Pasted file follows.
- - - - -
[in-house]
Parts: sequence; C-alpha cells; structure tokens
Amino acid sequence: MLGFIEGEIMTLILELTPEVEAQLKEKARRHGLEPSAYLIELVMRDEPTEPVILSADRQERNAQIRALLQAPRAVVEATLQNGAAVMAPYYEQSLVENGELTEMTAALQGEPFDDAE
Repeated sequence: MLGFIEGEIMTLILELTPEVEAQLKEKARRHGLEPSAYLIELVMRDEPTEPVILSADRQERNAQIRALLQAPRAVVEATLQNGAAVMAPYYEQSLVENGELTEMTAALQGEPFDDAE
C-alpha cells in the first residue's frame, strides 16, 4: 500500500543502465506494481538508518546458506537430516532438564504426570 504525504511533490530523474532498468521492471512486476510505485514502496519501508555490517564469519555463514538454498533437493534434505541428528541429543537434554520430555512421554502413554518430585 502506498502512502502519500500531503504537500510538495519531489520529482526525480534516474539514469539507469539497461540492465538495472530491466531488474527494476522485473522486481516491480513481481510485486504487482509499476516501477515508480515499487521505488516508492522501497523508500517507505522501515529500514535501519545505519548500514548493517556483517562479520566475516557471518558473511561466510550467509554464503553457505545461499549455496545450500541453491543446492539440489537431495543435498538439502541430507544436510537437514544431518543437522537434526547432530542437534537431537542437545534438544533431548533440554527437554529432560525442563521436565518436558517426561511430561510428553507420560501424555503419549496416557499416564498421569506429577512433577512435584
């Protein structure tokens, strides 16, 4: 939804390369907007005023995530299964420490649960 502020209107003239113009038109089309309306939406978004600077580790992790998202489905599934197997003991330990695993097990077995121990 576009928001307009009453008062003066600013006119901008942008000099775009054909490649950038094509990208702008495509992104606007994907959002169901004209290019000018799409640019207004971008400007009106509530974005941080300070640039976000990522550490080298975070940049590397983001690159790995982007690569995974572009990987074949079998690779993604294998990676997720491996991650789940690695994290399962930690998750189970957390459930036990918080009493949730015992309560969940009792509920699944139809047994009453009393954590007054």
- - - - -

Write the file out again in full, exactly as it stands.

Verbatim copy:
[in-house]
Parts: sequence; C-alpha cells; structure tokens
Amino acid sequence: MLGFIEGEIMTLILELTPEVEAQLKEKARRHGLEPSAYLIELVMRDEPTEPVILSADRQERNAQIRALLQAPRAVVEATLQNGAAVMAPYYEQSLVENGELTEMTAALQGEPFDDAE
Repeated sequence: MLGFIEGEIMTLILELTPEVEAQLKEKARRHGLEPSAYLIELVMRDEPTEPVILSADRQERNAQIRALLQAPRAVVEATLQNGAAVMAPYYEQSLVENGELTEMTAALQGEPFDDAE
C-alpha cells in the first residue's frame, strides 16, 4: 500500500543502465506494481538508518546458506537430516532438564504426570 504525504511533490530523474532498468521492471512486476510505485514502496519501508555490517564469519555463514538454498533437493534434505541428528541429543537434554520430555512421554502413554518430585 502506498502512502502519500500531503504537500510538495519531489520529482526525480534516474539514469539507469539497461540492465538495472530491466531488474527494476522485473522486481516491480513481481510485486504487482509499476516501477515508480515499487521505488516508492522501497523508500517507505522501515529500514535501519545505519548500514548493517556483517562479520566475516557471518558473511561466510550467509554464503553457505545461499549455496545450500541453491543446492539440489537431495543435498538439502541430507544436510537437514544431518543437522537434526547432530542437534537431537542437545534438544533431548533440554527437554529432560525442563521436565518436558517426561511430561510428553507420560501424555503419549496416557499416564498421569506429577512433577512435584
């Protein structure tokens, strides 16, 4: 939804390369907007005023995530299964420490649960 502020209107003239113009038109089309309306939406978004600077580790992790998202489905599934197997003991330990695993097990077995121990 576009928001307009009453008062003066600013006119901008942008000099775009054909490649950038094509990208702008495509992104606007994907959002169901004209290019000018799409640019207004971008400007009106509530974005941080300070640039976000990522550490080298975070940049590397983001690159790995982007690569995974572009990987074949079998690779993604294998990676997720491996991650789940690695994290399962930690998750189970957390459930036990918080009493949730015992309560969940009792509920699944139809047994009453009393954590007054």